It was a joyous experience watching this performance. For one thing, it made us enter into a magical world where anything was possible. The characters were able to successfully connect with the little ones in the audience whose innocent laughter and comments reminded us of the childhood we all dearly miss. But most importantly, this performance was a reminder to all of us that we should never give up on our dreams. Imagination is the biggest tool we have for it gives us the power to be a visionary.

The performance was followed by a workshop in which people of all ages, old and young participated. Everyone was asked to draw a character/person/figure who they imagined to be their friend. Three groups were divided and each individual shared their unique characters and stories to connect with each other and make one big story which was performed in front of everyone. Whether one was young or old didn’t matter. What mattered was that people were able to connect with each other through their ideas, expressions and stories.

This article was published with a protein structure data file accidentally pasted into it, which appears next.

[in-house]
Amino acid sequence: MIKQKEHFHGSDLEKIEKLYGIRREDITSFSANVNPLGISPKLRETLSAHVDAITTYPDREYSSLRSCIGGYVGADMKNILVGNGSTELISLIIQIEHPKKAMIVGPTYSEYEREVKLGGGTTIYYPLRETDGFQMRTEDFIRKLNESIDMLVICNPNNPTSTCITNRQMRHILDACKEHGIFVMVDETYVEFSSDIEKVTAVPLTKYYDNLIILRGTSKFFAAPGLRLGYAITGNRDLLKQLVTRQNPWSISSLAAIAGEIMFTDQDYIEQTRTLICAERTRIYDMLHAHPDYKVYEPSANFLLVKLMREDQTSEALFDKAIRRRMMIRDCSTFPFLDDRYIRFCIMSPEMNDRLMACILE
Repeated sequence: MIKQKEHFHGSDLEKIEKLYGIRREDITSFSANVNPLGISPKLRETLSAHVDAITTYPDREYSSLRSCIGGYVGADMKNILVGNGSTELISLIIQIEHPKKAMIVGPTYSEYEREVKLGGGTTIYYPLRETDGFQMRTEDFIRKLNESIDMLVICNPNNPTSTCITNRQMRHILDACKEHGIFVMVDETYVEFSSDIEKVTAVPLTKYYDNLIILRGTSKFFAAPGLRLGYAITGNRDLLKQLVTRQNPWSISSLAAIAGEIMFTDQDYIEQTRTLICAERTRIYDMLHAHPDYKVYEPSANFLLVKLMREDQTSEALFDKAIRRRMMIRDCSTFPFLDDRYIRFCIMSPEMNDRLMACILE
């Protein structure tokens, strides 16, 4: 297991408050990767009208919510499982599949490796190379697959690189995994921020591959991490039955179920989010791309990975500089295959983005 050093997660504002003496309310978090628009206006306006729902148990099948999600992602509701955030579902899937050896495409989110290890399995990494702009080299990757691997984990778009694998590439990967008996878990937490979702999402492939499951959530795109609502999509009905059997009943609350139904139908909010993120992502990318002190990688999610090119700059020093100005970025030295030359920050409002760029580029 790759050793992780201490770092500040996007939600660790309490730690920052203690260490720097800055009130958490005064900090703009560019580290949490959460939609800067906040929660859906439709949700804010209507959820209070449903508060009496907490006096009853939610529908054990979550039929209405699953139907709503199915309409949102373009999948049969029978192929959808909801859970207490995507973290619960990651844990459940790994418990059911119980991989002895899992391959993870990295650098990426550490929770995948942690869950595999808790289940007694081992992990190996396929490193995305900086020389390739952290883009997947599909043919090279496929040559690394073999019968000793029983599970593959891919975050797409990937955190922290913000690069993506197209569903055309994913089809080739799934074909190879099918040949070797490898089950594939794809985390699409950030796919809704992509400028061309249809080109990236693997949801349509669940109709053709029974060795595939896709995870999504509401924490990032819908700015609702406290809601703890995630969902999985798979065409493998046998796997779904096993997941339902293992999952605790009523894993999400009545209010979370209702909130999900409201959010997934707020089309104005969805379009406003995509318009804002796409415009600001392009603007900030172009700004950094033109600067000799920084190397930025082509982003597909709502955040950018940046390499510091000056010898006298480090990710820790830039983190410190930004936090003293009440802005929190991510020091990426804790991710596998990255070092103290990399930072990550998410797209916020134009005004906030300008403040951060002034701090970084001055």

We are extremely grateful to Teamwork Arts Pvt. Ltd. for helping us manage the venue and make it show-worthy. We would also like to thank One World College of Music for giving us the space and time to make this event possible. The Yuva Ekta Foundation will continue to strive and create a network of young people and minds who believe in the power of dreams!

- Rijul Kataria has a Masters in Sociology from JNU and is deeply interested in incorporating theatre in research. He’s an ex Yuva Ekta participant turned facilitator and is currently working with the Yuva Ekta Foundation

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Vocal Rasta and Natya Rasta-2015

Facilitated by the Yuva Ekta Foundation as a part of the Sounds of Freedom youth outreach program, Natya Rasta-  the Street Theater Group, and Vocal Rasta- an A Capella Choir, worked on the theme of Gender Equality and Women’s Empowerment.

A dynamic group of young people between the ages of 18 – 26 years came together to take a hard look at our social conditioning, to explore our attitudes and beliefs that lie at the core of all our relationships.

The outcome of 6 months of hard work was an extraordinary Street Play - ‘Gender Bender’ and original compositions that raised difficult questions of when we will evolve towards a more ‘gender-just’ world, where we break stereo types and redefine terms like “Masculinity”, “Feminism”, “Transgender”? A world where all Humans are considered Equal!

The groups performed in various public spaces across Delhi/NCR and the acts were greatly appreciated by the audience.